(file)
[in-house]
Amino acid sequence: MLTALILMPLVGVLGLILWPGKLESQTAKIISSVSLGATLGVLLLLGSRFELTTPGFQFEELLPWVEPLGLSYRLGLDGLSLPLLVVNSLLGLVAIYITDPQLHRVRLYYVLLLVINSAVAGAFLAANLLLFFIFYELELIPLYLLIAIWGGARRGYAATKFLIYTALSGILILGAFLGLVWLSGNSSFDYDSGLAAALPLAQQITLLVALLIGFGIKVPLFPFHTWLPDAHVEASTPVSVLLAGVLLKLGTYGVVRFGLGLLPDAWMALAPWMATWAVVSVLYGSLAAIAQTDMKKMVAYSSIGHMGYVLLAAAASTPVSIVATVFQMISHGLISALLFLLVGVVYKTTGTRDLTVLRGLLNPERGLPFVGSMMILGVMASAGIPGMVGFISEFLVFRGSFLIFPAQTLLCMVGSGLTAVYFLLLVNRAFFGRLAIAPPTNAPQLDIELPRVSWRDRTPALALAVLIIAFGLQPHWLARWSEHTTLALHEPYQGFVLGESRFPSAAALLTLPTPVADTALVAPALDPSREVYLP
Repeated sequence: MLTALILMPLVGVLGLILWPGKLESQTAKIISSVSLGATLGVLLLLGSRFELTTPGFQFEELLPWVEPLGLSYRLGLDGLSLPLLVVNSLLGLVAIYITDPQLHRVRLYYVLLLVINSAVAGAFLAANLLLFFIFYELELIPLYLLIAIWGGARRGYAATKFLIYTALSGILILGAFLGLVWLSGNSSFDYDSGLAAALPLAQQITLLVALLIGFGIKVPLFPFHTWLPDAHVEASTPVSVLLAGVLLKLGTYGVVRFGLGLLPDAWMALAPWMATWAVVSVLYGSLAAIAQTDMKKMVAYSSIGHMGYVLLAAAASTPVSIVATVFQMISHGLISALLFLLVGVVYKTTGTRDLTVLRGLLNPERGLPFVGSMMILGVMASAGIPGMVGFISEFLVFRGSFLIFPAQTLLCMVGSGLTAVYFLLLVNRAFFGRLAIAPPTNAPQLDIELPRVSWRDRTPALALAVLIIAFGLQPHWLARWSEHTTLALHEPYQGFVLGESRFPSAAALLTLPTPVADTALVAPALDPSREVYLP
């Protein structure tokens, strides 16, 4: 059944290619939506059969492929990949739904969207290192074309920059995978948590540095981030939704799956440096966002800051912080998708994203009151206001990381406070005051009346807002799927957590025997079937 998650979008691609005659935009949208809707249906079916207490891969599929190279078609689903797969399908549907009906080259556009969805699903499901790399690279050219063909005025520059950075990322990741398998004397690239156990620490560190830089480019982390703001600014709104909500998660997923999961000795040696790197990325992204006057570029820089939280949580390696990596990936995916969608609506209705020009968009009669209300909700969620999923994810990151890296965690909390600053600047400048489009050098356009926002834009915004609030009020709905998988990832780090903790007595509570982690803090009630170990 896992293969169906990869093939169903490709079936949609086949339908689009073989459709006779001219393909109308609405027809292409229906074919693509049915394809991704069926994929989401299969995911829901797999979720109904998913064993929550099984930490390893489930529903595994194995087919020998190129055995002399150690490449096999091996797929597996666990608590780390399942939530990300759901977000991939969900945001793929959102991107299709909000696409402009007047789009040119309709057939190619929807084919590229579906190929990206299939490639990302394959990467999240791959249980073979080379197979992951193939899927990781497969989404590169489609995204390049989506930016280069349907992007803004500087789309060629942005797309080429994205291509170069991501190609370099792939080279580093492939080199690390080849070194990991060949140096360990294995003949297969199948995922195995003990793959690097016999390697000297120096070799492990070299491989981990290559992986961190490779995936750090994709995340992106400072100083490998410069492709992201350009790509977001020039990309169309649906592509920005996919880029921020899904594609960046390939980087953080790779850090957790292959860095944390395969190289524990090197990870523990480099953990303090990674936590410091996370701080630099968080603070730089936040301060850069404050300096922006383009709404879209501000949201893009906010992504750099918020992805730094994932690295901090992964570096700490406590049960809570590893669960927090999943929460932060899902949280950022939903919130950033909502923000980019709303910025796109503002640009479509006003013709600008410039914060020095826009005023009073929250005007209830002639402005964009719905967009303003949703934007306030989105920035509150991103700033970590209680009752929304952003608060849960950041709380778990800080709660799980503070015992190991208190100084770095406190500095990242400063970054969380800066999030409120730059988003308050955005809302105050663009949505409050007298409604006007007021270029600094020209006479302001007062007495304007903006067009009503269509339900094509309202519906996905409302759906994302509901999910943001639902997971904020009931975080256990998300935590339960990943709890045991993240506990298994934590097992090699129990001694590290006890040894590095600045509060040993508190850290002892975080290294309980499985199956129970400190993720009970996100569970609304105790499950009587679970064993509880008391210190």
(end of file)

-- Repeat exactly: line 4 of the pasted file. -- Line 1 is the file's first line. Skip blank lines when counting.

């Protein structure tokens, strides 16, 4: 059944290619939506059969492929990949739904969207290192074309920059995978948590540095981030939704799956440096966002800051912080998708994203009151206001990381406070005051009346807002799927957590025997079937 998650979008691609005659935009949208809707249906079916207490891969599929190279078609689903797969399908549907009906080259556009969805699903499901790399690279050219063909005025520059950075990322990741398998004397690239156990620490560190830089480019982390703001600014709104909500998660997923999961000795040696790197990325992204006057570029820089939280949580390696990596990936995916969608609506209705020009968009009669209300909700969620999923994810990151890296965690909390600053600047400048489009050098356009926002834009915004609030009020709905998988990832780090903790007595509570982690803090009630170990 896992293969169906990869093939169903490709079936949609086949339908689009073989459709006779001219393909109308609405027809292409229906074919693509049915394809991704069926994929989401299969995911829901797999979720109904998913064993929550099984930490390893489930529903595994194995087919020998190129055995002399150690490449096999091996797929597996666990608590780390399942939530990300759901977000991939969900945001793929959102991107299709909000696409402009007047789009040119309709057939190619929807084919590229579906190929990206299939490639990302394959990467999240791959249980073979080379197979992951193939899927990781497969989404590169489609995204390049989506930016280069349907992007803004500087789309060629942005797309080429994205291509170069991501190609370099792939080279580093492939080199690390080849070194990991060949140096360990294995003949297969199948995922195995003990793959690097016999390697000297120096070799492990070299491989981990290559992986961190490779995936750090994709995340992106400072100083490998410069492709992201350009790509977001020039990309169309649906592509920005996919880029921020899904594609960046390939980087953080790779850090957790292959860095944390395969190289524990090197990870523990480099953990303090990674936590410091996370701080630099968080603070730089936040301060850069404050300096922006383009709404879209501000949201893009906010992504750099918020992805730094994932690295901090992964570096700490406590049960809570590893669960927090999943929460932060899902949280950022939903919130950033909502923000980019709303910025796109503002640009479509006003013709600008410039914060020095826009005023009073929250005007209830002639402005964009719905967009303003949703934007306030989105920035509150991103700033970590209680009752929304952003608060849960950041709380778990800080709660799980503070015992190991208190100084770095406190500095990242400063970054969380800066999030409120730059988003308050955005809302105050663009949505409050007298409604006007007021270029600094020209006479302001007062007495304007903006067009009503269509339900094509309202519906996905409302759906994302509901999910943001639902997971904020009931975080256990998300935590339960990943709890045991993240506990298994934590097992090699129990001694590290006890040894590095600045509060040993508190850290002892975080290294309980499985199956129970400190993720009970996100569970609304105790499950009587679970064993509880008391210190």